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Old 03-04-2008, 11:11 AM   #136
SOLO LOBO OP
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Here is a shot of the 6-piston on my old GS, along with a line that was shorter than the one that I used on the 4-piston... 46" line from eBay.. seems to be a bunch of extra there.... Oh, and on the GSPD parts fiche, there is a special little brake line holder that bolts to the stock fork brace that I added.

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Quote:
Originally Posted by Stagehand
your bike is suitably dirty. Well done.
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Old 03-04-2008, 02:24 PM   #137
Readymeal
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Quote:
Originally Posted by SOLO LOBO
Here is a shot of the 6-piston on my old GS, along with a line that was shorter than the one that I used on the 4-piston... 46" line from eBay.. seems to be a bunch of extra there.... Oh, and on the GSPD parts fiche, there is a special little brake line holder that bolts to the stock fork brace that I added.

Hi there,

first of all thx all for your testing and sharing.
I ve been reading this very interesting thread...

Can you give more detail about the 2 different 6 piston calipers you are using?

Nissin from a ZX9R (which year?)

Takico from which bike?

thx

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Old 03-04-2008, 03:03 PM   #138
SOLO LOBO OP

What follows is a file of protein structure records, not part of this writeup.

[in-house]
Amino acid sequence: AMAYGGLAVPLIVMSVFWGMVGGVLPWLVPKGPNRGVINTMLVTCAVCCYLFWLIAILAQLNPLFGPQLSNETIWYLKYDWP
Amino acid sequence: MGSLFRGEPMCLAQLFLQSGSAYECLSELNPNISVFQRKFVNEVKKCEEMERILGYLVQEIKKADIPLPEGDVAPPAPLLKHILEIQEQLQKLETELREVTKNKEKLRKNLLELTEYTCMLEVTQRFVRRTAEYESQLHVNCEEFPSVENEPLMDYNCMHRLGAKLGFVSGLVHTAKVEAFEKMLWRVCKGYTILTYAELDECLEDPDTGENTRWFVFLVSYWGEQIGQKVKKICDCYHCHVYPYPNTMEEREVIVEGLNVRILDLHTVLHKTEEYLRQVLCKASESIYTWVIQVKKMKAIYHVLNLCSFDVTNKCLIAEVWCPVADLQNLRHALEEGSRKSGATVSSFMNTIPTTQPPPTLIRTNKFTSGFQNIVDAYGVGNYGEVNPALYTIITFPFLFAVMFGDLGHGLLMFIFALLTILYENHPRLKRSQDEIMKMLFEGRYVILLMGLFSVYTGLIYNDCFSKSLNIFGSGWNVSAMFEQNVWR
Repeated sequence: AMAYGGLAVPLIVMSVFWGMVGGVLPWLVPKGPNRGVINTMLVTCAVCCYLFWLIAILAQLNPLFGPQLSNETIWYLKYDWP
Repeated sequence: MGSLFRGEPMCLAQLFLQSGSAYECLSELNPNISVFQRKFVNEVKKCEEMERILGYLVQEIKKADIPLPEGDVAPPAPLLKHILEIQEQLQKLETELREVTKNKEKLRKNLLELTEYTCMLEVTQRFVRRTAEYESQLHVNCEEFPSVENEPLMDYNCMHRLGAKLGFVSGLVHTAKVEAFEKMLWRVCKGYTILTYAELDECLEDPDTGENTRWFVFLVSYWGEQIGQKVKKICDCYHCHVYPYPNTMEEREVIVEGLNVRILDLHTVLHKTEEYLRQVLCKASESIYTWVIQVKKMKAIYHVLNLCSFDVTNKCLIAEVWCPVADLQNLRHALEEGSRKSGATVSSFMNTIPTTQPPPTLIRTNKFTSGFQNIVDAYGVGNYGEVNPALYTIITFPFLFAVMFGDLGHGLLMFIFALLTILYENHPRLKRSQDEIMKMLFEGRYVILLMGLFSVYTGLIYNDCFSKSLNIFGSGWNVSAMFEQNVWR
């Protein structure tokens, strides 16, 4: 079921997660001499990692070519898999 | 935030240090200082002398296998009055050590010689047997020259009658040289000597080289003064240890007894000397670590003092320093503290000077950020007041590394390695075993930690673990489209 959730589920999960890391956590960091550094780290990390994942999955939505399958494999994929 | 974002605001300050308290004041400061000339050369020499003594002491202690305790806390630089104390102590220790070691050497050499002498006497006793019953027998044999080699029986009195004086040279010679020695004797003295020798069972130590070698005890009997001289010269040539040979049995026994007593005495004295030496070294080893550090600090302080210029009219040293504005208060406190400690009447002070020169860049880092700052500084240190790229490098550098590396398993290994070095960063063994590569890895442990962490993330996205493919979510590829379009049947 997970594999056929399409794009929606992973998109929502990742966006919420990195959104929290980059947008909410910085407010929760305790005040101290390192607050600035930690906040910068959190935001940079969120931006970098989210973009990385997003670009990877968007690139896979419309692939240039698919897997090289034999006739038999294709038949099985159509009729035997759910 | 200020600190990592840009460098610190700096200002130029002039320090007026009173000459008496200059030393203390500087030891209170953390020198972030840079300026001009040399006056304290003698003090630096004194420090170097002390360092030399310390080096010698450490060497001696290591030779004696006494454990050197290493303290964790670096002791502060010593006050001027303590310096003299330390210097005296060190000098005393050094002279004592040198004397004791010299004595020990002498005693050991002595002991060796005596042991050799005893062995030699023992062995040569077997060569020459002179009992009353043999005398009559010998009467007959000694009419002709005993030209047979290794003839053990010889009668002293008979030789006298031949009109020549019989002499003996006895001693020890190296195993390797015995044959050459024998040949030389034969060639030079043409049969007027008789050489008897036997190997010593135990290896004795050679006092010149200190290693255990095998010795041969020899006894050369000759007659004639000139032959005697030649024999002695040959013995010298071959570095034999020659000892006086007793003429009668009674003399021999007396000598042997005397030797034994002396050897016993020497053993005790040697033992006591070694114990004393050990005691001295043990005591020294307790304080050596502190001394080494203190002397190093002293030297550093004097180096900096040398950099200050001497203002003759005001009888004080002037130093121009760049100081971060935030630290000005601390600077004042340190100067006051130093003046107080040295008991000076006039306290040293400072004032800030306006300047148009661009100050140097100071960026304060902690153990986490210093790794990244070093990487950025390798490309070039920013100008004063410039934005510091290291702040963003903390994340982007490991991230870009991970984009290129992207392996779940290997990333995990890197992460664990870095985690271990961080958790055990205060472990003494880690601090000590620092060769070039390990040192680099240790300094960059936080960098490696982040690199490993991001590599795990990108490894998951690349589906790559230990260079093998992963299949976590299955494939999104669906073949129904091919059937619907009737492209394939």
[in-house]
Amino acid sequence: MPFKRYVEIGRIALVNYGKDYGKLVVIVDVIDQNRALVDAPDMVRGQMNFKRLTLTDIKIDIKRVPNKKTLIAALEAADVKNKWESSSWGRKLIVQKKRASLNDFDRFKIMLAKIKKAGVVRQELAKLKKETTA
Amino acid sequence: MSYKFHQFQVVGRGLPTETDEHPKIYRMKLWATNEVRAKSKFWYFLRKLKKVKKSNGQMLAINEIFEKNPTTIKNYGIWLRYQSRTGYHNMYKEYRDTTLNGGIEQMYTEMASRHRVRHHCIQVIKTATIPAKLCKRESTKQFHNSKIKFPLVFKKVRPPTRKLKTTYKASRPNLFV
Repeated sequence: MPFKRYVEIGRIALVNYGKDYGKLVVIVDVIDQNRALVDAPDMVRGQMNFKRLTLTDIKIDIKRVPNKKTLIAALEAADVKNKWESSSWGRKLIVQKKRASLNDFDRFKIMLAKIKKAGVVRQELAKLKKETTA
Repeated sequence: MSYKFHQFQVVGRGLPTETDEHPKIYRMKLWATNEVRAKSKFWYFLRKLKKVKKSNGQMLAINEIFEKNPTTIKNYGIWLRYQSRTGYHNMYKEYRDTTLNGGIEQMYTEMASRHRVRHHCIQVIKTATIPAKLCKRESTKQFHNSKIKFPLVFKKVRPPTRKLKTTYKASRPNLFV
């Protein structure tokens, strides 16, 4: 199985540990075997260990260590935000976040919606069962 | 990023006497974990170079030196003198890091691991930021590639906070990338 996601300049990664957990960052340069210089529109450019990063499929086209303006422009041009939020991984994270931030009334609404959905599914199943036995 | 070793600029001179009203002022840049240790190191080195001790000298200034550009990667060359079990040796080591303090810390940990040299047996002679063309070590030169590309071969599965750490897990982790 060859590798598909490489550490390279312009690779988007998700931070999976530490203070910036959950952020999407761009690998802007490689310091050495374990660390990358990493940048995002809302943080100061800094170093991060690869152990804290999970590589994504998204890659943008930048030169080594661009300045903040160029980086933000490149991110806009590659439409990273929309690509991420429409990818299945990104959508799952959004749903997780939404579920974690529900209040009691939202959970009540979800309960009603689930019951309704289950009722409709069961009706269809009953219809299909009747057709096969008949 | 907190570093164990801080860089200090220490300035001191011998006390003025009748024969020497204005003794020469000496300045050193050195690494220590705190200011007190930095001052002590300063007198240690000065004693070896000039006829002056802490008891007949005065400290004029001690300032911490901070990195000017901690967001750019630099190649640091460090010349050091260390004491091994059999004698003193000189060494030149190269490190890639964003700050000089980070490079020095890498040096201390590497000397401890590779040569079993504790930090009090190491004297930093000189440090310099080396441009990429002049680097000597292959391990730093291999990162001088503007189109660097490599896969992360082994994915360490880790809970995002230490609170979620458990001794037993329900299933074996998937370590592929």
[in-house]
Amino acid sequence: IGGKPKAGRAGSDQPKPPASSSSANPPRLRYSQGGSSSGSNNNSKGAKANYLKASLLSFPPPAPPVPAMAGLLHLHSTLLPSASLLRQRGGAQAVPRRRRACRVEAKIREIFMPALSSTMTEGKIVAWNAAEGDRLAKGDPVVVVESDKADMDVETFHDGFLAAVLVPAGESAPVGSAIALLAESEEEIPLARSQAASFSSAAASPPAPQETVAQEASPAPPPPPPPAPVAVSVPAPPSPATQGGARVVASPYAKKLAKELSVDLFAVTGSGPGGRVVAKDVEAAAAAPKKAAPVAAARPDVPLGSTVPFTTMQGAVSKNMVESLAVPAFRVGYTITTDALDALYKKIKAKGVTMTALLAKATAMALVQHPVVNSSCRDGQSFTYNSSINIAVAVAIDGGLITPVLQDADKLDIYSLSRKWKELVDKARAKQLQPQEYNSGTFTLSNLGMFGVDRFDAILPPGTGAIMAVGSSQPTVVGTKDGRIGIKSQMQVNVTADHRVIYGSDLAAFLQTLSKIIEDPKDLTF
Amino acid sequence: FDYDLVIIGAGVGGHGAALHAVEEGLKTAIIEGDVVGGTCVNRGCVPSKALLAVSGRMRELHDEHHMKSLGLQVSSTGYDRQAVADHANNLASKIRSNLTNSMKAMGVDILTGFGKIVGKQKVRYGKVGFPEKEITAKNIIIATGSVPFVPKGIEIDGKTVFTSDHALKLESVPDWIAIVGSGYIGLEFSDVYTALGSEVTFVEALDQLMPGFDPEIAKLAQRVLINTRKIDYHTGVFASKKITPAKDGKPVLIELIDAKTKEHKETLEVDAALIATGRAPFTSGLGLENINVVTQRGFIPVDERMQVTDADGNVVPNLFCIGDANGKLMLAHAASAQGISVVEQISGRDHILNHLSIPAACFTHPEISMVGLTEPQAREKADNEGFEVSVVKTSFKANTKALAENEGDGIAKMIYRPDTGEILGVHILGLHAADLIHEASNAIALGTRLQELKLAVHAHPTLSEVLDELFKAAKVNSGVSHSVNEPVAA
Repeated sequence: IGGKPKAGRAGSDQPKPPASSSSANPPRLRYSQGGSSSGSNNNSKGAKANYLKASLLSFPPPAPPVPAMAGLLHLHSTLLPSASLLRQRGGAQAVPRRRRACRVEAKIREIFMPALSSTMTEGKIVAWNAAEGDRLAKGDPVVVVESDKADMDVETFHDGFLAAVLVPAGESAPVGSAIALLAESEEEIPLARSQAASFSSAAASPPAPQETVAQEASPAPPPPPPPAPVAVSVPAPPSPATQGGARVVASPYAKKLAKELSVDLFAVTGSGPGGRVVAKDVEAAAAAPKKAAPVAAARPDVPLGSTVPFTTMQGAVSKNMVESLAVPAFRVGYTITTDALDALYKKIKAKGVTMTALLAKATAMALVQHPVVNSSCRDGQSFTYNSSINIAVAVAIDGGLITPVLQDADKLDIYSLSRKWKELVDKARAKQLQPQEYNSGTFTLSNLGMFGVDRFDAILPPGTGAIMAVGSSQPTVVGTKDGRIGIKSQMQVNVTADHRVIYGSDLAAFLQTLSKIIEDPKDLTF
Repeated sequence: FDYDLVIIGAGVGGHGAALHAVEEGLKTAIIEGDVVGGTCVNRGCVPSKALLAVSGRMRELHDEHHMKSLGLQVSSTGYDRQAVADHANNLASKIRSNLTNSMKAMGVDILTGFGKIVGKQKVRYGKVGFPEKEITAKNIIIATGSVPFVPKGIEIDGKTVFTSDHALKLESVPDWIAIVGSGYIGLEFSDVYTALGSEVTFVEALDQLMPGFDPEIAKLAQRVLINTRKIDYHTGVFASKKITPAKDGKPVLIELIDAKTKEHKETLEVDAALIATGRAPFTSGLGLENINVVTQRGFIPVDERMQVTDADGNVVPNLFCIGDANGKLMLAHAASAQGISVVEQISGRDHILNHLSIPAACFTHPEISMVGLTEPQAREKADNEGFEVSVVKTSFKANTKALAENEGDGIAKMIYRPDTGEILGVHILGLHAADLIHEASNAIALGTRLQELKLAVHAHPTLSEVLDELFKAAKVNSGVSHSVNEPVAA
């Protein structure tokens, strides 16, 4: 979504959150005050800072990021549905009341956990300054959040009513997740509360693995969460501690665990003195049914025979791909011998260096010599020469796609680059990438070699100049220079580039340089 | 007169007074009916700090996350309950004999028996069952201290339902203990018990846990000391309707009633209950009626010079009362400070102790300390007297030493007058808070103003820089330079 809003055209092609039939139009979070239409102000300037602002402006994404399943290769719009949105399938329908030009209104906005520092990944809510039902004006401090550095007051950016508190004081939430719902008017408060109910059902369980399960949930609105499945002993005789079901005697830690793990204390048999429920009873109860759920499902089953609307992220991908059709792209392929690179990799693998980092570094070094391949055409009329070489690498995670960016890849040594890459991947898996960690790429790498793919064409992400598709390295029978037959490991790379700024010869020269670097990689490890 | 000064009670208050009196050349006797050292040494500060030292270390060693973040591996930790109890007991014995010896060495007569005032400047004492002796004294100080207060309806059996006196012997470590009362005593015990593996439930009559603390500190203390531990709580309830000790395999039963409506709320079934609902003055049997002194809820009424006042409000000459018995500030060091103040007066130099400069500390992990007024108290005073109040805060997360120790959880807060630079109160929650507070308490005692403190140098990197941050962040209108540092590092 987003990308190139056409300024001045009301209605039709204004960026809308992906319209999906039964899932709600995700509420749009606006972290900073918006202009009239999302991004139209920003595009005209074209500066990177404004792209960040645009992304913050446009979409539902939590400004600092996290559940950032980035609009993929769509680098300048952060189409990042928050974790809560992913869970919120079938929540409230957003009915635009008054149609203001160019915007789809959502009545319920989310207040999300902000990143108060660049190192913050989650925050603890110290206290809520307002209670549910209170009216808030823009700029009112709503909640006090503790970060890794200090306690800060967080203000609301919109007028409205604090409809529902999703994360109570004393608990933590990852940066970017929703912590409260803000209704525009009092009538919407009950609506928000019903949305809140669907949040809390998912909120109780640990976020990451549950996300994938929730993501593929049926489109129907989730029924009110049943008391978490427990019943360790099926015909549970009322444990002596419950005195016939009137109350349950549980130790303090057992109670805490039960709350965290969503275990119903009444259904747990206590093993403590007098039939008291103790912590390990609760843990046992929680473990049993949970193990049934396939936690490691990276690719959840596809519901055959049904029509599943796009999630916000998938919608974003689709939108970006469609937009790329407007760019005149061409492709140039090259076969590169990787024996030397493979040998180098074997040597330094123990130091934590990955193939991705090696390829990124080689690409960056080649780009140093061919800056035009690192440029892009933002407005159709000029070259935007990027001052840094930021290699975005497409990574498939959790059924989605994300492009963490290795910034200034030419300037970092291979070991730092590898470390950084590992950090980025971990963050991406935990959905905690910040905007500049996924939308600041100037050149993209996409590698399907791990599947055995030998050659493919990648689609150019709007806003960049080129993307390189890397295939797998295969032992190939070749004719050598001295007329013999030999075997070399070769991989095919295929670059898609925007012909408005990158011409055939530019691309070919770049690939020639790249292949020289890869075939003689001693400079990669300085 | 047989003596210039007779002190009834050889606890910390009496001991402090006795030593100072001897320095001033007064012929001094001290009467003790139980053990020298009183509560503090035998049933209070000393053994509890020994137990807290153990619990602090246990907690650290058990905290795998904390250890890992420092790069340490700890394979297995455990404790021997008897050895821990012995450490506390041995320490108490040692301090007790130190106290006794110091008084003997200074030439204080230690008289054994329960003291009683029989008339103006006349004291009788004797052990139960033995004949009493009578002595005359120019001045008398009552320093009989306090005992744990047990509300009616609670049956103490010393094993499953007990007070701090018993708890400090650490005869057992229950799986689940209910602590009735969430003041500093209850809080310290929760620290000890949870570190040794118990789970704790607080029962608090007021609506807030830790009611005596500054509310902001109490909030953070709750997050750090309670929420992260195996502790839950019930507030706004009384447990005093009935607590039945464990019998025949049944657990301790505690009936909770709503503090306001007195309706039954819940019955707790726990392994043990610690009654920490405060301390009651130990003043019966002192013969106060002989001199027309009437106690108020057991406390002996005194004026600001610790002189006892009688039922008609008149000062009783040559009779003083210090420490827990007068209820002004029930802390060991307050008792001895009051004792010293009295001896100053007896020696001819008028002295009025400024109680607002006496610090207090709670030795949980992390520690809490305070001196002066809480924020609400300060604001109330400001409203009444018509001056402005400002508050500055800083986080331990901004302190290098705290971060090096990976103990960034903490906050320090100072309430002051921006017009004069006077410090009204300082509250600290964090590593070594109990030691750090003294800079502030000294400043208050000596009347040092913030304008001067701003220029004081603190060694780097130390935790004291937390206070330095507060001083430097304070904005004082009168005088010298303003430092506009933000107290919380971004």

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Quote:
Originally Posted by Readymeal
Can you give more detail about the 2 different 6 piston calipers you are using?
4-piston Nissin GSXR (exact years listed in the first few posts)
6-piston Tokico Hayabusa
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Quote:
Originally Posted by Stagehand
your bike is suitably dirty. Well done.
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Old 03-04-2008, 03:55 PM   #139
Zebedee
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Quote:
Originally Posted by datchew
I'm dying to know if you really needed the 46" hose or if you have an armlength of extra coiled up in the handlebars somewhere.

I've assembled and measured 5 times on my 89 GS and even with the acerbis rally pro guards and the steel transfer brakeline removed, I can't come up with measurements showing that I need anything more than 37" of brakeline.
Thanks for that dat, I was beginning to question the measurements that I'd taken too.